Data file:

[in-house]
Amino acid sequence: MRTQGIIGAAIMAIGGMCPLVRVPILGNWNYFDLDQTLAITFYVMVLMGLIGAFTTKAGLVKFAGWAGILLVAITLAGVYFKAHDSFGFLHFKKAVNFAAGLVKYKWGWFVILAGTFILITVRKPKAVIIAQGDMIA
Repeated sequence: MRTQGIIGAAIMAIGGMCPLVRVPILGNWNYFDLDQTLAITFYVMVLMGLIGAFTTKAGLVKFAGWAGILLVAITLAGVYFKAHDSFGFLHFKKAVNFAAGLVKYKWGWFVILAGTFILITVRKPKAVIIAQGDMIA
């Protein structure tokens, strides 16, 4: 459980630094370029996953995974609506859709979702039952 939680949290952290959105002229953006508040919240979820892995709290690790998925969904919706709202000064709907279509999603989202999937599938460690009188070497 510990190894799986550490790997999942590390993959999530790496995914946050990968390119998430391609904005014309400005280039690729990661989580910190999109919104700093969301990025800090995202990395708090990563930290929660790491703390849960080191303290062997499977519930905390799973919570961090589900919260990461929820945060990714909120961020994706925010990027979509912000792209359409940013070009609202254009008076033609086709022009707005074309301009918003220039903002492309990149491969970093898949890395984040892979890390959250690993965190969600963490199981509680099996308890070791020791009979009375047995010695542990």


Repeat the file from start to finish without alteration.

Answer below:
[in-house]
Amino acid sequence: MRTQGIIGAAIMAIGGMCPLVRVPILGNWNYFDLDQTLAITFYVMVLMGLIGAFTTKAGLVKFAGWAGILLVAITLAGVYFKAHDSFGFLHFKKAVNFAAGLVKYKWGWFVILAGTFILITVRKPKAVIIAQGDMIA
Repeated sequence: MRTQGIIGAAIMAIGGMCPLVRVPILGNWNYFDLDQTLAITFYVMVLMGLIGAFTTKAGLVKFAGWAGILLVAITLAGVYFKAHDSFGFLHFKKAVNFAAGLVKYKWGWFVILAGTFILITVRKPKAVIIAQGDMIA
């Protein structure tokens, strides 16, 4: 459980630094370029996953995974609506859709979702039952 939680949290952290959105002229953006508040919240979820892995709290690790998925969904919706709202000064709907279509999603989202999937599938460690009188070497 510990190894799986550490790997999942590390993959999530790496995914946050990968390119998430391609904005014309400005280039690729990661989580910190999109919104700093969301990025800090995202990395708090990563930290929660790491703390849960080191303290062997499977519930905390799973919570961090589900919260990461929820945060990714909120961020994706925010990027979509912000792209359409940013070009609202254009008076033609086709022009707005074309301009918003220039903002492309990149491969970093898949890395984040892979890390959250690993965190969600963490199981509680099996308890070791020791009979009375047995010695542990």